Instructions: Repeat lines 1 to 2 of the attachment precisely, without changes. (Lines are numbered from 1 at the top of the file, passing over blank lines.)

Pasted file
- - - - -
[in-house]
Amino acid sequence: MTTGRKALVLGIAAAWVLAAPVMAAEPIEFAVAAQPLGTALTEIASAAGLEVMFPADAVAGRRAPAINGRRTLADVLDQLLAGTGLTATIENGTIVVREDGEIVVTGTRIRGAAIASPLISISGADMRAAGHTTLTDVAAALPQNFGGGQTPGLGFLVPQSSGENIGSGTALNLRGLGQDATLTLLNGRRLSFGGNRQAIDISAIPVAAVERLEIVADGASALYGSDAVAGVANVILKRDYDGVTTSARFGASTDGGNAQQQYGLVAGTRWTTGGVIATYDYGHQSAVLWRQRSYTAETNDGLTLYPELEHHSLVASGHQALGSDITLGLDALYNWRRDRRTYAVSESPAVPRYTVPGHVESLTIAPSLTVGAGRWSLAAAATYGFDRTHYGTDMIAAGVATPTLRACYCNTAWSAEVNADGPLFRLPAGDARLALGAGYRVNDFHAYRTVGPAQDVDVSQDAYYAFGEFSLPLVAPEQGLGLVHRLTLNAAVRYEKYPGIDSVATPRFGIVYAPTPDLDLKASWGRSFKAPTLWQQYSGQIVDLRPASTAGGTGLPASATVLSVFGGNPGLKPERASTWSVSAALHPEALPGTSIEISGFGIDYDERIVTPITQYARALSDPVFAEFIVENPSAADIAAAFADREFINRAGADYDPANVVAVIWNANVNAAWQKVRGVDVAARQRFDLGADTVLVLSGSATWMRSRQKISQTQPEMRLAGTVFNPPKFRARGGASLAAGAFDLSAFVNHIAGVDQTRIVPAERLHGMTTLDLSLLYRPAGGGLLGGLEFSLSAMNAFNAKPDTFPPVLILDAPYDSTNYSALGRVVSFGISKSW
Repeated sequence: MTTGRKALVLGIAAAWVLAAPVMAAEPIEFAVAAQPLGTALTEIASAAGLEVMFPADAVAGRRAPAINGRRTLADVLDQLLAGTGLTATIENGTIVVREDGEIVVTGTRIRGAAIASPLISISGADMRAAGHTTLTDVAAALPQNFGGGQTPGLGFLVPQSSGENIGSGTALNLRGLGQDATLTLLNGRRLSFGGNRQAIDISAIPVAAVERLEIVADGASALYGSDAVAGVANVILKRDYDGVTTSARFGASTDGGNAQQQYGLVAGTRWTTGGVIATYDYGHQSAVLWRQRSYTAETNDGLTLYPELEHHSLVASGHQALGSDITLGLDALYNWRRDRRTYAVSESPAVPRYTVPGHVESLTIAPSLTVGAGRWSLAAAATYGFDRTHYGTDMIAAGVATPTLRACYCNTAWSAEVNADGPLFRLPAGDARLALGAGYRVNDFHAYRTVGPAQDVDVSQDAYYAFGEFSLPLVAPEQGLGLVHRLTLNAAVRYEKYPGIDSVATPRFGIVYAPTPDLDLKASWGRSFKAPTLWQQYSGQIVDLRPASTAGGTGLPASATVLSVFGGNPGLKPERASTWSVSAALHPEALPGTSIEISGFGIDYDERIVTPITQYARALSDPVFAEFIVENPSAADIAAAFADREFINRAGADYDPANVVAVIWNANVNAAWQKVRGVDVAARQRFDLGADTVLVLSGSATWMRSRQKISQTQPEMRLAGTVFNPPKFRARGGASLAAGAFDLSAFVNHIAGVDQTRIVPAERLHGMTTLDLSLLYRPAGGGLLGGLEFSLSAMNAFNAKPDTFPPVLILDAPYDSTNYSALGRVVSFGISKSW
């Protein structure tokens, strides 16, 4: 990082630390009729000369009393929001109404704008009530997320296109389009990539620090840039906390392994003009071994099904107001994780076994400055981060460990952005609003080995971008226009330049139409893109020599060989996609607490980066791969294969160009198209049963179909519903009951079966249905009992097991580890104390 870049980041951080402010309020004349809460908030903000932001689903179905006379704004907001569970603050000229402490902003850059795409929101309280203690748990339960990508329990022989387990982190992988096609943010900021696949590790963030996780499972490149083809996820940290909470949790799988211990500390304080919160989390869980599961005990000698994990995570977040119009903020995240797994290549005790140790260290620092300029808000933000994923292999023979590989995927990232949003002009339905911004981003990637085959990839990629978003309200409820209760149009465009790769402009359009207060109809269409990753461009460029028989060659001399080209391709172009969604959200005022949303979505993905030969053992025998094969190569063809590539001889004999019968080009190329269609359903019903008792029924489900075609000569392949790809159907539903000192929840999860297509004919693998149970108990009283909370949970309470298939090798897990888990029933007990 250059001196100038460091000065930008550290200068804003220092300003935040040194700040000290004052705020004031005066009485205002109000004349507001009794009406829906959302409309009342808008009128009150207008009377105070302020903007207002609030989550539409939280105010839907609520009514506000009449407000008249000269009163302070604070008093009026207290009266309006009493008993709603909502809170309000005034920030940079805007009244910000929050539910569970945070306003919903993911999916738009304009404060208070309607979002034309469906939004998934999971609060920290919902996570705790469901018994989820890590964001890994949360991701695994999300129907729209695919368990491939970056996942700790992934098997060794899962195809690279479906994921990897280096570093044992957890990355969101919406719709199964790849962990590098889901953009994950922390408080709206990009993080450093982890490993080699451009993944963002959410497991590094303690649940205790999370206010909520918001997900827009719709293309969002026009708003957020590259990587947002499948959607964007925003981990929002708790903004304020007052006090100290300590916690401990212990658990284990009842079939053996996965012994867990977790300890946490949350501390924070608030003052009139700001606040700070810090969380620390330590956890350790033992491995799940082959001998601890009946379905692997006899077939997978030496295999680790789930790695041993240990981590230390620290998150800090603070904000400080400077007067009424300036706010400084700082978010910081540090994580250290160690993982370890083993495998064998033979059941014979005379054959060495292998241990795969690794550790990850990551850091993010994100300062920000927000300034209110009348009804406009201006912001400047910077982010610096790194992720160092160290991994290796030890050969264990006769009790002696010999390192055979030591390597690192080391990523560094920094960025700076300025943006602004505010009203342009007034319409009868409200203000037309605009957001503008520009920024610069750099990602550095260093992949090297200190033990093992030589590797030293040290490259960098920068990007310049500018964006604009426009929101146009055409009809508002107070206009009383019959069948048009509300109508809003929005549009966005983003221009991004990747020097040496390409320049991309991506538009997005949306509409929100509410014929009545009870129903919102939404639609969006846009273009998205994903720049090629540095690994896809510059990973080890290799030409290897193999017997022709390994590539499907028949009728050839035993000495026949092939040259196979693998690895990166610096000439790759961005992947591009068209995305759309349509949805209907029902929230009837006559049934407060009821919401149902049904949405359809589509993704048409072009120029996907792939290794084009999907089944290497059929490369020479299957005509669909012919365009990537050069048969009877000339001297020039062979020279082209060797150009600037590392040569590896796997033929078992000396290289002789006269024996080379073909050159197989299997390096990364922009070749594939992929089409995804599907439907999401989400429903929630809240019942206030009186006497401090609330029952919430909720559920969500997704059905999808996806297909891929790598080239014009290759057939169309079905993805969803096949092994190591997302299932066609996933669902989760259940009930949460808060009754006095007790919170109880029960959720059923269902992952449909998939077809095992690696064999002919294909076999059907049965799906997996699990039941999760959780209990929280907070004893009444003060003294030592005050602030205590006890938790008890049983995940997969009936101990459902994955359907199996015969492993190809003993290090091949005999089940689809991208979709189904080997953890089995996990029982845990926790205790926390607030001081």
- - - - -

[in-house]
Amino acid sequence: MTTGRKALVLGIAAAWVLAAPVMAAEPIEFAVAAQPLGTALTEIASAAGLEVMFPADAVAGRRAPAINGRRTLADVLDQLLAGTGLTATIENGTIVVREDGEIVVTGTRIRGAAIASPLISISGADMRAAGHTTLTDVAAALPQNFGGGQTPGLGFLVPQSSGENIGSGTALNLRGLGQDATLTLLNGRRLSFGGNRQAIDISAIPVAAVERLEIVADGASALYGSDAVAGVANVILKRDYDGVTTSARFGASTDGGNAQQQYGLVAGTRWTTGGVIATYDYGHQSAVLWRQRSYTAETNDGLTLYPELEHHSLVASGHQALGSDITLGLDALYNWRRDRRTYAVSESPAVPRYTVPGHVESLTIAPSLTVGAGRWSLAAAATYGFDRTHYGTDMIAAGVATPTLRACYCNTAWSAEVNADGPLFRLPAGDARLALGAGYRVNDFHAYRTVGPAQDVDVSQDAYYAFGEFSLPLVAPEQGLGLVHRLTLNAAVRYEKYPGIDSVATPRFGIVYAPTPDLDLKASWGRSFKAPTLWQQYSGQIVDLRPASTAGGTGLPASATVLSVFGGNPGLKPERASTWSVSAALHPEALPGTSIEISGFGIDYDERIVTPITQYARALSDPVFAEFIVENPSAADIAAAFADREFINRAGADYDPANVVAVIWNANVNAAWQKVRGVDVAARQRFDLGADTVLVLSGSATWMRSRQKISQTQPEMRLAGTVFNPPKFRARGGASLAAGAFDLSAFVNHIAGVDQTRIVPAERLHGMTTLDLSLLYRPAGGGLLGGLEFSLSAMNAFNAKPDTFPPVLILDAPYDSTNYSALGRVVSFGISKSW